There is no doubt that The Rival Queens: Catherine de' Medici, Her Daughter Marguerite de Valois, and the Betrayal that Ignited a Kingdom carries and delivers the cache of French 16th-century: betrayals, jealousies, political and religious factions and of course murderous blood relations in its pages but for this reader, I was looking for more history and solid facts versus speculation and less sounding biased views of historic individuals. This was one royalty biography I have been anticipating for months and I very sorry to say, it was a mere disappointing read that I sorely wish I could speak more positively about.Judging by the slew of positive reviews for this work, I seem to be among the few who didn’t love this book. For me, throughout this title there was a distracting odd informal tone and to be quite honest, I finished having the feeling I was on a much anticipated tour with a guide who at times seemed to take advantage of the unfamiliar visitor only sharing information that avoided certain topics and admissions of personal interpretations while at the same time overemphasizing and repeating thoughts and comments as hard facts leaving no opportunities for debate or questions. Although I did learn about personality and supposed characters flaws and royal scandals while on this tour; it became very awkward to try to decipher what was fact or fiction on certain important subjects and historic figures. This may serve as a perfect introduction through the intricate workings of 16th and early 17th-century French court and politics for someone else but for me I think it best I try to find another guide for this fascinating era of history and key opponents.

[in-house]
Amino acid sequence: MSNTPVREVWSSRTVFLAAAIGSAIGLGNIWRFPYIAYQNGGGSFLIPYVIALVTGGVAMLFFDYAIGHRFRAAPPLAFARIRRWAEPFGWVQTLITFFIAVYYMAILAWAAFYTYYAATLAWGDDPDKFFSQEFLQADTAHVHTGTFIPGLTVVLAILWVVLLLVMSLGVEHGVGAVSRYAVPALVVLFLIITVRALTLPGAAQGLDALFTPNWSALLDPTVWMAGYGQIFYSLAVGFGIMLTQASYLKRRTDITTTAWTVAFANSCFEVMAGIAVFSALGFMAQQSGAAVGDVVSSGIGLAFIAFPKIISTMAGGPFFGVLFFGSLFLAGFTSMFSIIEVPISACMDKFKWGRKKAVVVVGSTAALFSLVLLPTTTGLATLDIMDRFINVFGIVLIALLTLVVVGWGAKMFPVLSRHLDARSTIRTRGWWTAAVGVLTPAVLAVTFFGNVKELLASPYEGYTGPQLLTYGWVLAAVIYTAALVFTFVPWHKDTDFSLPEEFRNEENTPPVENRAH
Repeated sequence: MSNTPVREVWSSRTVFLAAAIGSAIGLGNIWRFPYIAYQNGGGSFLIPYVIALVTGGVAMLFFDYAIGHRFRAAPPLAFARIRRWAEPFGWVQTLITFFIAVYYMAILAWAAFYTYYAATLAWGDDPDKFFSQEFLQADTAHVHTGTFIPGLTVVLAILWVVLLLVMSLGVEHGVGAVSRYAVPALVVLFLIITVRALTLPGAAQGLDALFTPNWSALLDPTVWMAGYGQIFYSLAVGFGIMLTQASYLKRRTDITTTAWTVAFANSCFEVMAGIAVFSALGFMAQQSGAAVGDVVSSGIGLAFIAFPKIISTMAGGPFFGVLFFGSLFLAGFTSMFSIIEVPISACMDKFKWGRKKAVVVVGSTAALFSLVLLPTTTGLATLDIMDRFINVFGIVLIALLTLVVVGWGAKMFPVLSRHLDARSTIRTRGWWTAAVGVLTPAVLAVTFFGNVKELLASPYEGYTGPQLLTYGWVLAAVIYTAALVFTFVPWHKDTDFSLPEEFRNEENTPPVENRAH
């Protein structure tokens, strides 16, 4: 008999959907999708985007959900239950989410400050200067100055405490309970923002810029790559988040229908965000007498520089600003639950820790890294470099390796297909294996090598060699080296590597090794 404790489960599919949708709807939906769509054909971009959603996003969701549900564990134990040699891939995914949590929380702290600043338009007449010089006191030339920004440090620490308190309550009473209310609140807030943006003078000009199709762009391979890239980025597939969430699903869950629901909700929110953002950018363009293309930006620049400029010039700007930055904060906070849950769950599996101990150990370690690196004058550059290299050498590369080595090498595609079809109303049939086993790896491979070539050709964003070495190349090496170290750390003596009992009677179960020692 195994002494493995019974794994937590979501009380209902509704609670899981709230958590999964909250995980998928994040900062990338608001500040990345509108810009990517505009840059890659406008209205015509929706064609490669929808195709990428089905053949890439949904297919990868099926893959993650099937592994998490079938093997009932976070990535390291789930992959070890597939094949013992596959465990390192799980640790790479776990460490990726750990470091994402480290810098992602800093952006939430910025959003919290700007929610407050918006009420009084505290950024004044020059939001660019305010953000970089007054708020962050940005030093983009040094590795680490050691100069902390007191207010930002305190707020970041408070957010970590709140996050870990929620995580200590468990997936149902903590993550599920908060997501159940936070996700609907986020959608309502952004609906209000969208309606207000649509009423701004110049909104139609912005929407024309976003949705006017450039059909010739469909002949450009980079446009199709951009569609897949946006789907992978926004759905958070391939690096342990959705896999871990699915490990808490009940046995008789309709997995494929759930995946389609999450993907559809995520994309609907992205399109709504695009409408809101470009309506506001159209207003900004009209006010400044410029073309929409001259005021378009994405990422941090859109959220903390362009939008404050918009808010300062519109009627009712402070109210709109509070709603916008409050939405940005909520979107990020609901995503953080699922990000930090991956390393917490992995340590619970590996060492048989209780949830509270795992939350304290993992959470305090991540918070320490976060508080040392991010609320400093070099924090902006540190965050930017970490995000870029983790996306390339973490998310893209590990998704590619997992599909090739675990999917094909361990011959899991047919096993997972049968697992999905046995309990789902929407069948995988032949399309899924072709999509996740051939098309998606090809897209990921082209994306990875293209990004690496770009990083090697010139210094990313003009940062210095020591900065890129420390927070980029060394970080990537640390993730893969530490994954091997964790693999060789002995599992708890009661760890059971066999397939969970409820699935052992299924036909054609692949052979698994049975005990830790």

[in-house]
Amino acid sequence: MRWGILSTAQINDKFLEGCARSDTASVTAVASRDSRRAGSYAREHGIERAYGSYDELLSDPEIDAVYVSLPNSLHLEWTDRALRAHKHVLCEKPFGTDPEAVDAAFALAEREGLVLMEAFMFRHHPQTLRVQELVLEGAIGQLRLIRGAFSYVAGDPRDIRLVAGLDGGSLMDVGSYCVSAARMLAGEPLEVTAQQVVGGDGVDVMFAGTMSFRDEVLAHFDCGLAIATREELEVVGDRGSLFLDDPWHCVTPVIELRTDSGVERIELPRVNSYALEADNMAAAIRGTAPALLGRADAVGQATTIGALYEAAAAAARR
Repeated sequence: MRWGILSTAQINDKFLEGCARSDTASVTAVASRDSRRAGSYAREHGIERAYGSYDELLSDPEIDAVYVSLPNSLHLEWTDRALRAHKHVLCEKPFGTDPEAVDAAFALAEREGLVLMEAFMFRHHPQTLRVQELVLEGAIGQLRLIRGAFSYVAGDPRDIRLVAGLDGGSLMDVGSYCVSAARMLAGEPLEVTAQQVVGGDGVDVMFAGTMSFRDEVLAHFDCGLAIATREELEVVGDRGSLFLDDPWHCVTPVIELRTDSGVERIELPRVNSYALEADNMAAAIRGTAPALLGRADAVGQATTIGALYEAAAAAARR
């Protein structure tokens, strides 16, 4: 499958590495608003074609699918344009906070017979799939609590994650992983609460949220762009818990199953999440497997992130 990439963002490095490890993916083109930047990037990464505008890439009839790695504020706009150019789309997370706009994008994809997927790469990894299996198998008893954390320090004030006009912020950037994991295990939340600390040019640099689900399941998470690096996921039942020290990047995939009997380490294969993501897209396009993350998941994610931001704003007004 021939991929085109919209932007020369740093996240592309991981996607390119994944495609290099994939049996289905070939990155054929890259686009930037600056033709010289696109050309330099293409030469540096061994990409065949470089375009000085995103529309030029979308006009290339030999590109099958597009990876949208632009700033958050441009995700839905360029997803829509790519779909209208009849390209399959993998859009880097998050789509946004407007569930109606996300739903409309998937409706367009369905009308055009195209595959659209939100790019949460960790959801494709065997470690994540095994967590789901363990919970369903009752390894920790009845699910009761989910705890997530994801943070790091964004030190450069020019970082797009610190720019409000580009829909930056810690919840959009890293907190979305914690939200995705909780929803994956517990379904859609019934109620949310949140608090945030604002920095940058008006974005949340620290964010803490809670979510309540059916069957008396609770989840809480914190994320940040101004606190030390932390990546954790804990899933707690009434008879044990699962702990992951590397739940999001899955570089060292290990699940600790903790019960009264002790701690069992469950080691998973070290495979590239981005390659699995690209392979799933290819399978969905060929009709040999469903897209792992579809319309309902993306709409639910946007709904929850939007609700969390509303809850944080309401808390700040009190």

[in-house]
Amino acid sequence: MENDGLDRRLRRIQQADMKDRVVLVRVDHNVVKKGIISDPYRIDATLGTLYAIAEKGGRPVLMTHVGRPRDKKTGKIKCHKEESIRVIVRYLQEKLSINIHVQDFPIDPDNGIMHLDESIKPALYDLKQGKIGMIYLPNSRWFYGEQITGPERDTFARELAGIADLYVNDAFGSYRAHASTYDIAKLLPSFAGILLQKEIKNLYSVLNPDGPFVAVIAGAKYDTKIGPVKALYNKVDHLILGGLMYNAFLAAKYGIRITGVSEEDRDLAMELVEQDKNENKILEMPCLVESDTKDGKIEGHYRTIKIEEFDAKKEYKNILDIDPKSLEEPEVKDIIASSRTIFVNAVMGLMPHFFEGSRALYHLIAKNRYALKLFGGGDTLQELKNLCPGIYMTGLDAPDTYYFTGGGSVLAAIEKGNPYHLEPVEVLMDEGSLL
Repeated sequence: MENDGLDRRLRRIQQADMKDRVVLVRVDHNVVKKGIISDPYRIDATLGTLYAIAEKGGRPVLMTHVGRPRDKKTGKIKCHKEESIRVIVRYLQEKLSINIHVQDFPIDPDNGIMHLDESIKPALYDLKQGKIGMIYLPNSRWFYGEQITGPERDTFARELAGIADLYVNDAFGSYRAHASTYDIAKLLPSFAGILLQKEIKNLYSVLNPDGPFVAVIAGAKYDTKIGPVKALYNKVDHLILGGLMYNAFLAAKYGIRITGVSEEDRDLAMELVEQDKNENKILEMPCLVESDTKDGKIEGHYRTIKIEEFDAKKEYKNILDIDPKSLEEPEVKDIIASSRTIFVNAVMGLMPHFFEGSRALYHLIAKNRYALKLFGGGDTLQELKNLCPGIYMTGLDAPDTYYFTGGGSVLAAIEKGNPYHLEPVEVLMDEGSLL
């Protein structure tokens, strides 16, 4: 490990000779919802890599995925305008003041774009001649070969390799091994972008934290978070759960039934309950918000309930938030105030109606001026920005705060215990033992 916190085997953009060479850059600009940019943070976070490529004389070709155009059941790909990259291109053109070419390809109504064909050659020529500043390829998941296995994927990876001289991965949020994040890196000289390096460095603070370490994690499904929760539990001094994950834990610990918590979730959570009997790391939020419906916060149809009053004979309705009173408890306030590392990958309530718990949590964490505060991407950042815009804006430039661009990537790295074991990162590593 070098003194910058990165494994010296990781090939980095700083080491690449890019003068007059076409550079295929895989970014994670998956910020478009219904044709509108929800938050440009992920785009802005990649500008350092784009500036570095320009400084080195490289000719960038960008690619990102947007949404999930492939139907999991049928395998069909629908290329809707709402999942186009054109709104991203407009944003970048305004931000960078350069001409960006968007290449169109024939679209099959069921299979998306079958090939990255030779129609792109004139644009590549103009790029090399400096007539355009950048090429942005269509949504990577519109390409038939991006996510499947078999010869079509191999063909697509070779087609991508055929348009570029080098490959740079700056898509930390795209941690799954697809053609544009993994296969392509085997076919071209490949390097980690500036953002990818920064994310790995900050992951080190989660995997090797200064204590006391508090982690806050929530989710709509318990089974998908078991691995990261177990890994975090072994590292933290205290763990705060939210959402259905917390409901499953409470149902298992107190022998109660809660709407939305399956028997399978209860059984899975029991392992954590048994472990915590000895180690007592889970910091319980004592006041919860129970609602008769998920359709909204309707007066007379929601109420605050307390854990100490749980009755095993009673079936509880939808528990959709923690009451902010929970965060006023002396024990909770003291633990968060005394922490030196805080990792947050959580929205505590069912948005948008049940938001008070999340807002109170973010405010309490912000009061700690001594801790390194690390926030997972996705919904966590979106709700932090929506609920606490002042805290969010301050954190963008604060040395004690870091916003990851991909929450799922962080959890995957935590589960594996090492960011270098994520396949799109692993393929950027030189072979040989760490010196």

• By Henry H8 on 12 October 2015

    This is a truly fascinating account of the rivalry between Catherine De Medici, Queen of France and her daughter - "Margot", Queen of Navarre. This witty and intelligent book (which includes some quite amusing asides and commentary) focuses on a relatively little known period of 16th century French history. The earlier sections of the book are particularly gripping as Nancy Goldstone describes the very dysfunctional marriage of Henri II and Catherine - very much a case of "three people in this marriage". The book does lose some momentum and becomes more complicated as it goes on but remains a worthwhile read to the end. You can only feel sorry for "Margot" as she has to content with the mother, husband and brother from hell!

  • By Stephanie Louise Broadhurst on 7 April 2016

    I picked up this book in a bookshop after linking Catherine de Medici to a character on one of my favourite TV shows Reign. I often read historical fiction but tend to stay away from non-fiction book such as these (bad memories of history class I guess). As soon as I read the introduction of this though, I was hooked! The story told in the introduction is probably the most shocking of both the women’s lives and of course was chosen (with great effect – at least in my case) to hook the reader. It reminded me of A Game of Thrones and I was intrigued to know more and read on.This period of French history, which coincides with the reigns of Henry VIII and his children Edward, Mary and Elizabeth I in England, makes the Tudors look almost like normal family! Often for historical fiction timelines are adjusted to create a fast-flowing story. This wasn't required in this case.For a first non-fiction historical book this was a great read. The writer tells the story in an engaging, easy to follow way. The sources seemed legitimate and I thought it was pretty obvious when the writers own opinion was being given. Overall I would recommend to fans of Reign and European history in general. I will be reading other works by this author.